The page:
The Shrine of St. Patrick’s Tooth, December 1996

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The National Museum, Dublin

As part of a school project, I wrote a letter to the National Museum of Ireland to get information on archaeological artifacts found in Co. Galway and especially near Athenry. I got a reply from Dr. Felicity Devlin, Education Officer in the Museum.

She gave me a list of objects which were found in Co. Galway. In her list of objects she mentioned the “Shrine of St. Patrick’s Tooth” also called “Fiacail Pádraig”. It was made in the 12th century to contain the tooth of St. Patrick which is recorded to have fallen from his mouth on the door steps of the church of St. Brone in Carbury, Co. Sligo. It was then later restored in the 14th century for Thomas de Bermingham, Baron of Athenry who died in 1736.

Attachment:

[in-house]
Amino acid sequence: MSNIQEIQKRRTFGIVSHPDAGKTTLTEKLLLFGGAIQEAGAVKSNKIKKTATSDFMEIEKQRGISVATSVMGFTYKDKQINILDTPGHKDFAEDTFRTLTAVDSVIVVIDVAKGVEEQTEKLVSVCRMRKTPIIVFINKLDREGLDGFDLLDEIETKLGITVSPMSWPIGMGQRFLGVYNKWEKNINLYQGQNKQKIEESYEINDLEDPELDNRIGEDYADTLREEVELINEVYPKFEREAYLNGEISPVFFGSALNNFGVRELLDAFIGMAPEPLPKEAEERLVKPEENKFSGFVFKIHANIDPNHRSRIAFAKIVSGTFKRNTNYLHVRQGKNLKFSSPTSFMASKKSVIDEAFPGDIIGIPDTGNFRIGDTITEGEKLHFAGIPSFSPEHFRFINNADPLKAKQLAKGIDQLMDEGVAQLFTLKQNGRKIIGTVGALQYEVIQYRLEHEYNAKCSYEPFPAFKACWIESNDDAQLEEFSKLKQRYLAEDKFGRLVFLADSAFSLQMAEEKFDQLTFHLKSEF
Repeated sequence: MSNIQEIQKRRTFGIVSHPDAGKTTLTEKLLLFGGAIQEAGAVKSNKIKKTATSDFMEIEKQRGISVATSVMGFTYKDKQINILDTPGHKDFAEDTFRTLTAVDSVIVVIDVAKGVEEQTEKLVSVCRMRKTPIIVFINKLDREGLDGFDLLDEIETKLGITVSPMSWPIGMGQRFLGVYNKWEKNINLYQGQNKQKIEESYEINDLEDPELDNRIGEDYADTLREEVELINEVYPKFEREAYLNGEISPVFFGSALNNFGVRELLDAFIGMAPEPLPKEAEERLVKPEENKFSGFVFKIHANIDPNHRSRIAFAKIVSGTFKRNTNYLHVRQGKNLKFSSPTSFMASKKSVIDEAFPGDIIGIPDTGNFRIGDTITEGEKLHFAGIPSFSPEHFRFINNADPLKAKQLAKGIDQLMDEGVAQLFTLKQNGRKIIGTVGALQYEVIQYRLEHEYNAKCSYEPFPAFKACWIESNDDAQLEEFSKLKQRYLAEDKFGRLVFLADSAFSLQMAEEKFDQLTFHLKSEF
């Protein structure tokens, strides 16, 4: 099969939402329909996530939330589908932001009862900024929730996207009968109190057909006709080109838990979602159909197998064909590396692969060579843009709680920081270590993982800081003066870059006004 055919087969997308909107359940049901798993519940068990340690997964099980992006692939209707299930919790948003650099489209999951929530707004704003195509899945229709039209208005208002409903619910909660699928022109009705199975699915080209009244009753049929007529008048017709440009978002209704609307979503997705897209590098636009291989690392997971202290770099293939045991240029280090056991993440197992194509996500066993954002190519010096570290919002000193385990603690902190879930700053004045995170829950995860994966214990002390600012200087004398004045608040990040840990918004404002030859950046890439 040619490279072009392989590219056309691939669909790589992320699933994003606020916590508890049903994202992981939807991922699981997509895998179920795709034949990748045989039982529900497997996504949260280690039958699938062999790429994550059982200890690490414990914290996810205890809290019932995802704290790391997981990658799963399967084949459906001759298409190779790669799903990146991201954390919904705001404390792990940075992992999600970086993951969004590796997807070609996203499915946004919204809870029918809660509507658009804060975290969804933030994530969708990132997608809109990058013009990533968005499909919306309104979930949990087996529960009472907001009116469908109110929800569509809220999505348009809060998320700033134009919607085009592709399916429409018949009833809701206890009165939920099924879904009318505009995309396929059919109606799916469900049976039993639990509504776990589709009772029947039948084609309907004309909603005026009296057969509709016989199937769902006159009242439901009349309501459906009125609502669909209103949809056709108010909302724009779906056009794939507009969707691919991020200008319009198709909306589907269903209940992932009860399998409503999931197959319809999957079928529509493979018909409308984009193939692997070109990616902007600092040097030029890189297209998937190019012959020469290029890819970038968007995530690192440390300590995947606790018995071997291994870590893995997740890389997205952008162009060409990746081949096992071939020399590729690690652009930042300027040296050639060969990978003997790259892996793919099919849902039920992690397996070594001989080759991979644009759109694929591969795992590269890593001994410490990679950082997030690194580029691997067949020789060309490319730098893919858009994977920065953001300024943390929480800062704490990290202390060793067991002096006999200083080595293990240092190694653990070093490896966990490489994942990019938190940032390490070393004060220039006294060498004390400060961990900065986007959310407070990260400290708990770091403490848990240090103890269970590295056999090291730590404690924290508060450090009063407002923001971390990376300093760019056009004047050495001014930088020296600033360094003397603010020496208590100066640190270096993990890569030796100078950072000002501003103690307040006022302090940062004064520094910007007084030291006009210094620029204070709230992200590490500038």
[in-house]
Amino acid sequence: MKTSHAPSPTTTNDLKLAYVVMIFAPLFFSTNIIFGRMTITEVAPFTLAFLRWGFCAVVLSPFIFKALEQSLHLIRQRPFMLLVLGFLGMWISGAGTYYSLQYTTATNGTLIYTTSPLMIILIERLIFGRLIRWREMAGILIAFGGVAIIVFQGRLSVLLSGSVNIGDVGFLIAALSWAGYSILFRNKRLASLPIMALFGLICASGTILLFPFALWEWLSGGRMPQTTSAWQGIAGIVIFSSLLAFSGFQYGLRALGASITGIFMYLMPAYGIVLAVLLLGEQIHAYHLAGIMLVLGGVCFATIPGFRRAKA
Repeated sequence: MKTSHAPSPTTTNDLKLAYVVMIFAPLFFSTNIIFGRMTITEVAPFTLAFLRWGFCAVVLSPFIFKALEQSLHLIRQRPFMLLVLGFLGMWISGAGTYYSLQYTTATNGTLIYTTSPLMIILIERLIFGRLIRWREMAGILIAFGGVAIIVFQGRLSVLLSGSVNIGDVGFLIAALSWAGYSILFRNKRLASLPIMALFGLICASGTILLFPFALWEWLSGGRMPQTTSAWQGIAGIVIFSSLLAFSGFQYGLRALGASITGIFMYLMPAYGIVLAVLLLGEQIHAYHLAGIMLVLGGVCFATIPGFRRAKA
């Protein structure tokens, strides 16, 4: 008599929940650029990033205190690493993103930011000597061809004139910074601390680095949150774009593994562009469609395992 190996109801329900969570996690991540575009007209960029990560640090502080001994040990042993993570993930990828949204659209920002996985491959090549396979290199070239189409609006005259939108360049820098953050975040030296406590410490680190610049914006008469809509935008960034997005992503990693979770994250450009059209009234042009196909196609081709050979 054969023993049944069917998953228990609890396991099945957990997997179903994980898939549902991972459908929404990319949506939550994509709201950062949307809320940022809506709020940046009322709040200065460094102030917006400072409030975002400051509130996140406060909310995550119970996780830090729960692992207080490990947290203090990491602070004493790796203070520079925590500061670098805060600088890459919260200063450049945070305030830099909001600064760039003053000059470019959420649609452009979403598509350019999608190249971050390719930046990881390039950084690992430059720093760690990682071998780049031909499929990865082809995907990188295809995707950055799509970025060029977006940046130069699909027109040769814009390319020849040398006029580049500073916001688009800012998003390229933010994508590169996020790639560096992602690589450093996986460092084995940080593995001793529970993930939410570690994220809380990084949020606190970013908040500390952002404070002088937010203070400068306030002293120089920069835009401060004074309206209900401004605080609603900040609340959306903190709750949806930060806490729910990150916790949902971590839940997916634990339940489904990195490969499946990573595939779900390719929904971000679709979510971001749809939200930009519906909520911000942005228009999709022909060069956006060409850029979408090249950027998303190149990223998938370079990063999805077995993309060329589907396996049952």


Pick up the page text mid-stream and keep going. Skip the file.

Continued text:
The reliquary or shrine is of silver, about 12 inches by 9.5 inches wide and 1.5 inches thick, shaped like a shield, but having a round base. The top has an openwork cresting and both front and back are decorated with figures in relief, filigree work, and settings of crystal, glass and amber.

On the front is an ornamental crossbar with a crystal in the centre; above this is a Crucifixion, and below a figure of St. Patrick. Each quarter is filled by the figure of two saints, including Benon, Columbkille, Brandon, and Brigid (the figure of the last is missing but the name remains). The back bears a decorated cross, with enlarged centre and ends, surrounded by ecclesiastical figures and a harper.

See  more  here The Shrine of St. Patrick’s Tooth

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About this record

Written by Fiona Coffey

Published here 13 Jan 2023 and originally published December 1996

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